Emergency Calling: Trusted IP Addresses

When you’re configuring Microsoft Teams emergency calling, there are two end-user experiences. One is where Teams automatically establishes where the user is, based on network information that you’ve configured in Teams. The other is where the client depends on the OS location services and/or the user for a physical address.

For Teams to automatically establish your location, there are a number of pieces of network information that are required. The first of these is what Teams calls a “Trusted IP Address”. That’s maybe not the clearest name, but to be fair the name would get pretty huge if it was any more description.

A Trusted IP Address is any of your organizations public IP addresses that are dedicated, typically statically assigned. When a Teams client accesses Teams using one of these public IPs, Teams can trust that your client is inside your network. There are a few key points here:

Dedicated – The address cannot be shared like some cloud security services do, nor can it be dynamic and change at the whim of your ISP. Fixed IP addresses are typical, though we do sometimes see DHCP assigned “fixed” addresses.

Any – Yes any. Configure the entire range in Teams, not just one IP that clients typically use. This saves your bacon should the firewall guys change which IP clients egress from. It also means you’re covered if someone does something weird like plugging a phone into the server VLAN in the server room.

Trusted IP addresses are configured in TAC under Locations, Network Topology, Trusted IPs. If you click add, the dialog looks something like this:

Pretty straight forward! In the description field, put something meaningful to human. This has nothing to do with your location for emergency calling, but something meaningful like I’ve shown above is very helpful once you have more than one Trusted IP range.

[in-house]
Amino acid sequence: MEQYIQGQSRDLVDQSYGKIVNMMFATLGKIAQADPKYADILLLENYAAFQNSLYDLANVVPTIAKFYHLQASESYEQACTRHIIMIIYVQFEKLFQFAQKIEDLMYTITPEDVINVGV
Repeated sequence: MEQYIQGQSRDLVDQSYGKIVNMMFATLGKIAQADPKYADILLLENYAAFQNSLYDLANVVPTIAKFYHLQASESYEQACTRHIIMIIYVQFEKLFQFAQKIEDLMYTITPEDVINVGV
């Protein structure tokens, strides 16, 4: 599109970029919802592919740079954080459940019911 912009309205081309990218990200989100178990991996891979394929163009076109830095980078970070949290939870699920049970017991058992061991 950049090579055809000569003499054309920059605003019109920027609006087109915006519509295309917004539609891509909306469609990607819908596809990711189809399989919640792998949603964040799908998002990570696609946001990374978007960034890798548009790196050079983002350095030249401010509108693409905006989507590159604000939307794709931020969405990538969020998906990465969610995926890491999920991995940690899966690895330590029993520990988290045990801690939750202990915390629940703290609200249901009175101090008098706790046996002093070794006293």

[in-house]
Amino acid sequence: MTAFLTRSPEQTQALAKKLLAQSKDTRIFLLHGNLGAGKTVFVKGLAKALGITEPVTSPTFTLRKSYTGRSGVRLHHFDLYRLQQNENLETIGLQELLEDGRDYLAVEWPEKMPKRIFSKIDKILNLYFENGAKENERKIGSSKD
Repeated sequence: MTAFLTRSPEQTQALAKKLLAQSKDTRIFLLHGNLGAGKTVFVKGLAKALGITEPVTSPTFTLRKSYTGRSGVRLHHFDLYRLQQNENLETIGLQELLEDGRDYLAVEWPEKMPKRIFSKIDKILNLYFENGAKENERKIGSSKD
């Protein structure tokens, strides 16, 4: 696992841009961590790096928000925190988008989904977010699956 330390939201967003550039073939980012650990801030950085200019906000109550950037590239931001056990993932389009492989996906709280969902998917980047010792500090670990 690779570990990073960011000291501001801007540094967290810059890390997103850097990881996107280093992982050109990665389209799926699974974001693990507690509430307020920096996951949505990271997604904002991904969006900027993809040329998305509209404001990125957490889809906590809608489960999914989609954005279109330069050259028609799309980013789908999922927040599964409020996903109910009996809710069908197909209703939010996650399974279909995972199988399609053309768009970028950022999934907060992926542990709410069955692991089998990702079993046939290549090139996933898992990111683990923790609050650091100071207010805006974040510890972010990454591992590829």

If you’re a PowerShell fan, check out New-CsTenantTrustedIPAddress.

Note that your organization may already have assembled a nice list of these addresses in Azure for Named Locations in the MFA/Condition Access settings. You can spot-test if you’ve got an address in your list by having someone in a site browse to If their public IP address isn’t listed as a Trusted IP Address, you should first investigate if it meets the “dedicated” criteria above, then add it to the Trusted IP Address list.

I’ve been asked “If we monitor our dynamic public IP address for changes, can’t we just have a script run to update that in Teams?”. Well yes you could, except there will be a period of time for the IP change to work its way through Teams and down to all of the clients that require it. So, don’t do this. Instead, sites with dynamic public IP addresses will need to use the “work from home” or “External location lookup mode” as it’s more properly called. I’ve already posted a bit about this function, stay tuned for more.